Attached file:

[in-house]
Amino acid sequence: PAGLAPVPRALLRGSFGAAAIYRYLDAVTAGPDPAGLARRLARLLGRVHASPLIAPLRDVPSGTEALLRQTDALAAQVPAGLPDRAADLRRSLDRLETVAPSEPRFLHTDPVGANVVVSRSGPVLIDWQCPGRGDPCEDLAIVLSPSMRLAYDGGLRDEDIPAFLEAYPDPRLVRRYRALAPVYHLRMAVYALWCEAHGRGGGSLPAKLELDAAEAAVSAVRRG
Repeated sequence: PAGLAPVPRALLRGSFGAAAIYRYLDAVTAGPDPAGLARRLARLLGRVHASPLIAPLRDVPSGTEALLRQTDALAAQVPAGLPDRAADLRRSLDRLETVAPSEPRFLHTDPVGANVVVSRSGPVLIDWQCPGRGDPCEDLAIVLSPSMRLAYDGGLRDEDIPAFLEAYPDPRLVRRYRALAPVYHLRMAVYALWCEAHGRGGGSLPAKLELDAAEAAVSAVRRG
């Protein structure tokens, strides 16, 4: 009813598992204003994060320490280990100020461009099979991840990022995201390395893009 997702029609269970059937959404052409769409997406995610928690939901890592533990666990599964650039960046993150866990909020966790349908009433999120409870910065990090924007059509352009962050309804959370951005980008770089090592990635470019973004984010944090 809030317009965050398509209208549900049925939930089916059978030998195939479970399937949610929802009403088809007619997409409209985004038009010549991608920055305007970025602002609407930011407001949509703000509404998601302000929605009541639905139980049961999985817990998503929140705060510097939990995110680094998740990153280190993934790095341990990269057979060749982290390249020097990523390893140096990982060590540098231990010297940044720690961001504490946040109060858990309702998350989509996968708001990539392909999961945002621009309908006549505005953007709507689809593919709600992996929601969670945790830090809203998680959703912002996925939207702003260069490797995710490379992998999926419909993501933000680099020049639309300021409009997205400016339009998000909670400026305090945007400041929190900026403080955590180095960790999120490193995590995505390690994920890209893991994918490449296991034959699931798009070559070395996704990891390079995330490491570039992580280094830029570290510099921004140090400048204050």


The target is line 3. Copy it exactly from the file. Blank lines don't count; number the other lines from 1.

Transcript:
Repeated sequence: PAGLAPVPRALLRGSFGAAAIYRYLDAVTAGPDPAGLARRLARLLGRVHASPLIAPLRDVPSGTEALLRQTDALAAQVPAGLPDRAADLRRSLDRLETVAPSEPRFLHTDPVGANVVVSRSGPVLIDWQCPGRGDPCEDLAIVLSPSMRLAYDGGLRDEDIPAFLEAYPDPRLVRRYRALAPVYHLRMAVYALWCEAHGRGGGSLPAKLELDAAEAAVSAVRRG